AL: How big of a deal are the midterms if I’m sitting in Kyiv right now? Where does this discussion leave support for Ukraine?

AM: The midterms are going to be very closely watched in Kyiv, but also in Moscow as well. My sense from speaking to Ukrainians is that they do feel that the support here in D.C. is very much bipartisan, and there is a good deal of confidence that the military aid that they have had thus far will continue. But the question of U.S. military aid to Ukraine is very much existential. The U.S. is the largest military donor to Ukraine by a long shot. There is no other country which could make up the shortfall if the U.S. was to step back from this, and so just given the magnitude of it, I think they will be watching this closely.

AL: At times, it feels like the Biden administration is continuing former U.S. President Donald Trump’s aggressive policies when it comes to China. The administration continues to slap sanctions on Beijing. They’ve dramatically expanded controls on technology flowing to and from the country. Jack, how has this greater push for decoupling with China featured in the midterms?

Jack Detsch: In the Rust Belt and these post-industrial places across America where the 2020 election between Biden and Trump was really fought, we’re seeing in those states just a major push for decoupling with China, particularly in the Ohio Senate race. Both candidates there—J.D. Vance, the Republican pro-Trump candidate, and his rival on the Democratic side, Tim Ryan—are pushing for more of a trade war, pushing for the Biden administration to put teeth into the so-called Chips Act that will onshore more semiconductor manufacturing, put more of those jobs back in the United States or back in allied countries.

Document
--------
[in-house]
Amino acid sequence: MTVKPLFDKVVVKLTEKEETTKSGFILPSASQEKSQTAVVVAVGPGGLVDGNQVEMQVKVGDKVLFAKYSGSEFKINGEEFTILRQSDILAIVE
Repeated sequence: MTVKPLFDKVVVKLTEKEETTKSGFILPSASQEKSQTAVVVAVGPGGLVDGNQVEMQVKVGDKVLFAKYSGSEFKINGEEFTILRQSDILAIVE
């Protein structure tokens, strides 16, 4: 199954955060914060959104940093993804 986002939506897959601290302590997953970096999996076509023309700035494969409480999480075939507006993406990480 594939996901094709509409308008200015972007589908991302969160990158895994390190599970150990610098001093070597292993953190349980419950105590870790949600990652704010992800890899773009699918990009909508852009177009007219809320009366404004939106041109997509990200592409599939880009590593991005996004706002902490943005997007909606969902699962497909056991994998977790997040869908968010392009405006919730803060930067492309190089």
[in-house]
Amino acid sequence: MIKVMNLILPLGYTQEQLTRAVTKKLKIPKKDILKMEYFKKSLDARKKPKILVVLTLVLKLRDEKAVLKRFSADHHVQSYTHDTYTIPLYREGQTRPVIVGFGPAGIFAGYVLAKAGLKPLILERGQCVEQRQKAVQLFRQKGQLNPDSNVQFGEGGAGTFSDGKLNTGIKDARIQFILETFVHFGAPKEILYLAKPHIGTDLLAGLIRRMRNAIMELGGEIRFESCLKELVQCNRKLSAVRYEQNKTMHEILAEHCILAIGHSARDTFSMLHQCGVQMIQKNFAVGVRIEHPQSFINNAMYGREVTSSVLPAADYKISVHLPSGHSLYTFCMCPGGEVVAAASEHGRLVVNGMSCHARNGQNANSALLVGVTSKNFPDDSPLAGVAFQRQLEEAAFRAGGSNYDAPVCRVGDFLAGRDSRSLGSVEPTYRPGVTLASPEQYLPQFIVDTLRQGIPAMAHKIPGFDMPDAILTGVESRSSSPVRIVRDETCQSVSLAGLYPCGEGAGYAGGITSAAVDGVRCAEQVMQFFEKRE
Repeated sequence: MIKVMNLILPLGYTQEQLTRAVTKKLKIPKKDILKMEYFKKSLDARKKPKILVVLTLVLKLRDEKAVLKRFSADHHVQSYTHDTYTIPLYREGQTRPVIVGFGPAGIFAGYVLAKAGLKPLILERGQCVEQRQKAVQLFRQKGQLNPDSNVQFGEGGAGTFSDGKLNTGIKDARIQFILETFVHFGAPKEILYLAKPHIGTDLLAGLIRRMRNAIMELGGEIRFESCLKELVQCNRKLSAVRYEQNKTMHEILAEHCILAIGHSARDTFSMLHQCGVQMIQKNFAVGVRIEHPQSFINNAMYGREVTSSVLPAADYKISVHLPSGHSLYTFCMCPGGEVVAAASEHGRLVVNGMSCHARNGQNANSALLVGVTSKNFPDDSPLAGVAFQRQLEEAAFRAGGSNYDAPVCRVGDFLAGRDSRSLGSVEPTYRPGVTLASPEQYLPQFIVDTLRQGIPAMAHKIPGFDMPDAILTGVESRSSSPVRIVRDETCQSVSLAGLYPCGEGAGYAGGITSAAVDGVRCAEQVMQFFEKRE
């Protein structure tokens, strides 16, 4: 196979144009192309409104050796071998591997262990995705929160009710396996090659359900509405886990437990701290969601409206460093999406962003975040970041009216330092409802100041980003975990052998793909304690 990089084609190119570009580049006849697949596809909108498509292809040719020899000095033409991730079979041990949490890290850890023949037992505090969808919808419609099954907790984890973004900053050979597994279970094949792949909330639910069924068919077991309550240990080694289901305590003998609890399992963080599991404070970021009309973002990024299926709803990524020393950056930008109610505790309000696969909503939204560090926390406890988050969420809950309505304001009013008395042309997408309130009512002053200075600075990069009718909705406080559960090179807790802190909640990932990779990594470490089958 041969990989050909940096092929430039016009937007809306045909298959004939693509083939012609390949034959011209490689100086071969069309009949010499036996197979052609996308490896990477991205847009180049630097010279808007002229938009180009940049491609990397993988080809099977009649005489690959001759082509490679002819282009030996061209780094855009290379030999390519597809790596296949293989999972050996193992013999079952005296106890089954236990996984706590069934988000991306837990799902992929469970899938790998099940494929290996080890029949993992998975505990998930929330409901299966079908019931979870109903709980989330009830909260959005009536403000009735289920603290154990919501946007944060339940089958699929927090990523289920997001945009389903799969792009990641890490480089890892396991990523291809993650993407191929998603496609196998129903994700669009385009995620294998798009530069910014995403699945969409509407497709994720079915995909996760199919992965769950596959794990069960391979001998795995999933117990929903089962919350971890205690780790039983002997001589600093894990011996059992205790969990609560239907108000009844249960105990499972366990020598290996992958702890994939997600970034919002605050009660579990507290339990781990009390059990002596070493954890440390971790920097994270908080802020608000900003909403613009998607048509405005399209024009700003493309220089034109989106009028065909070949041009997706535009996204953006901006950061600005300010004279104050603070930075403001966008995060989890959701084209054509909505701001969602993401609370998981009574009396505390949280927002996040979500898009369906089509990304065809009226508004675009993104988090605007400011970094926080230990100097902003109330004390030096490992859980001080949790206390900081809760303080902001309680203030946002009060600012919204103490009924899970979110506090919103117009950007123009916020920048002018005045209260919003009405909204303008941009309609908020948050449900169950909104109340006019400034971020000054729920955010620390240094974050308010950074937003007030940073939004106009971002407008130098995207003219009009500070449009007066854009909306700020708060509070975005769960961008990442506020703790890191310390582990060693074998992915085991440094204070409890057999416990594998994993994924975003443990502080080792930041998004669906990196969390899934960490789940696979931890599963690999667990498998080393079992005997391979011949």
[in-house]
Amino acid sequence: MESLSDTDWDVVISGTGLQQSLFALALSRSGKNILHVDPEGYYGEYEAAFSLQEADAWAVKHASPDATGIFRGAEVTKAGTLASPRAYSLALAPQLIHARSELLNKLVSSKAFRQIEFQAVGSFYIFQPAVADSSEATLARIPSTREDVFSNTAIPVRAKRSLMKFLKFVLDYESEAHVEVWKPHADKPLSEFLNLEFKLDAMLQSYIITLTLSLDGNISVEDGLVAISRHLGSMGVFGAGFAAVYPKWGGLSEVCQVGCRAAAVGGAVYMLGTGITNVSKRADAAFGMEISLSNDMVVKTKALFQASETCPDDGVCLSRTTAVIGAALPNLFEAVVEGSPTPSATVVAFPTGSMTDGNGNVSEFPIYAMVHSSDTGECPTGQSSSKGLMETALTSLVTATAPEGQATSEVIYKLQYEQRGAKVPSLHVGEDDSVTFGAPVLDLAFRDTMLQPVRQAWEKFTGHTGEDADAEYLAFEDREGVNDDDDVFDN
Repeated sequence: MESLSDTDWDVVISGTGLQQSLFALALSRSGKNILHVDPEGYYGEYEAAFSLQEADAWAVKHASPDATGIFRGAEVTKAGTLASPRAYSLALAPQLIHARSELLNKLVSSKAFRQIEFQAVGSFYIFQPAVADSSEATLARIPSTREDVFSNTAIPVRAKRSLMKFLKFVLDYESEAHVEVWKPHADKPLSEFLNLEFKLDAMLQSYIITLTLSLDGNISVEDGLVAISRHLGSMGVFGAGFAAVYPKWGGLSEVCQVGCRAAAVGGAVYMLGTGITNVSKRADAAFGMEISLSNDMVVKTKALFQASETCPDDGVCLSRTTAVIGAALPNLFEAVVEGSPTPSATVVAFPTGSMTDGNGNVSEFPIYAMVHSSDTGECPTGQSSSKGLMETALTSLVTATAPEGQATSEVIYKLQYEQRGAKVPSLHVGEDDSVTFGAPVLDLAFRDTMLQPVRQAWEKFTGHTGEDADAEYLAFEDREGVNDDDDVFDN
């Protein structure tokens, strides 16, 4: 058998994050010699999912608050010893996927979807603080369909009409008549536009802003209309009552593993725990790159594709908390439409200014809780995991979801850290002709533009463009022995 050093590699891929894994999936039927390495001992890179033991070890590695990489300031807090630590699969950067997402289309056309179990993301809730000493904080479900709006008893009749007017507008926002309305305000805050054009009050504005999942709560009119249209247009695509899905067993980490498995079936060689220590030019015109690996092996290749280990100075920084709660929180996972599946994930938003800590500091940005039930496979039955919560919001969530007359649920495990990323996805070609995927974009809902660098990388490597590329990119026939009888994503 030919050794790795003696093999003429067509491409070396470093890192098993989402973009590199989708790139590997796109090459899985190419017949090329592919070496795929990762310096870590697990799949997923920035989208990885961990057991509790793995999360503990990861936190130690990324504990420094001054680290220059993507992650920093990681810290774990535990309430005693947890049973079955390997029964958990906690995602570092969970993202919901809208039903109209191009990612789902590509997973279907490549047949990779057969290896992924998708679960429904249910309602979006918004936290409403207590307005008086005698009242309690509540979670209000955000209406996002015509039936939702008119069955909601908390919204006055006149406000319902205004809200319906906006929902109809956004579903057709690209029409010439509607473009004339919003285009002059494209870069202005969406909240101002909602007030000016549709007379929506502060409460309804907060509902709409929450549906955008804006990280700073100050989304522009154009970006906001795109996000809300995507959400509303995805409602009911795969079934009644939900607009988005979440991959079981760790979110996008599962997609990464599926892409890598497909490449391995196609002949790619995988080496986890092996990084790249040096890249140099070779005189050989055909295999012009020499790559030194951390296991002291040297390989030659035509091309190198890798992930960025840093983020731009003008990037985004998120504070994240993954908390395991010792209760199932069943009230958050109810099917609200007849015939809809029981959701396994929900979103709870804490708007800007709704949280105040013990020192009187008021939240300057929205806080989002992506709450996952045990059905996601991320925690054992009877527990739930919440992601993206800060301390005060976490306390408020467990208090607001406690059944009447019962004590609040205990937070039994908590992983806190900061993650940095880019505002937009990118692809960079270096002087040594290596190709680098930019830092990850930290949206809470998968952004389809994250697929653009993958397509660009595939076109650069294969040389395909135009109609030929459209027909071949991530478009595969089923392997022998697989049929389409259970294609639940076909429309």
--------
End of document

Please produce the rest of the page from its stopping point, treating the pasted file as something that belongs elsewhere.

As China gets more and more aggressive economically, that’s actually led to some hawkishness in the upper chamber. Certainly, Republicans centered around [Sens.] Josh Hawley [or] Tom Cotton and this new generation of Republicans that could come in, J.D. Vance among them in Ohio and then Blake Masters in Arizona—if he succeeds in toppling [Sen.] Mark Kelly—these are folks who could really push the gamut of trying to arm up countries like Taiwan to try to make the region more resilient.

AL: Amy, from left to right, do you think a Republican takeover in Congress might mean even more confrontational policies when it comes to Biden’s approach in dealing with China?

AM: I think we’ll broadly see a continuation. One of the interesting things about the transition from the Trump to the Biden administration is, actually, there was a lot of continuity on China policy. When we were reporting on the new administration’s national security strategy, which came out a couple of weeks ago, one of the people I spoke to said that they actually felt it was even more hawkish on China than Trump had been, which is really saying something.

AL: How might the midterms impact what the Biden administration does next in terms of its relationship with Saudi Arabia?

JD: I think it’s safe to say you’re not going to see another fist bump between Biden and Crown Prince Mohammed bin Salman. It’s fascinating that Saudi Arabia is kind of this linkage issue in the political spectrum. It’s where [Sen.] Bernie Sanders progressives and Trump Republicans almost meet in the middle. And we saw that going on years back, with the pressure that both of those forces in Congress put on the Trump administration to cancel U.S. refueling of the Saudi-led coalition that was fighting in Yemen, a war that a lot of people thought was unjust, that they didn’t want American hands in.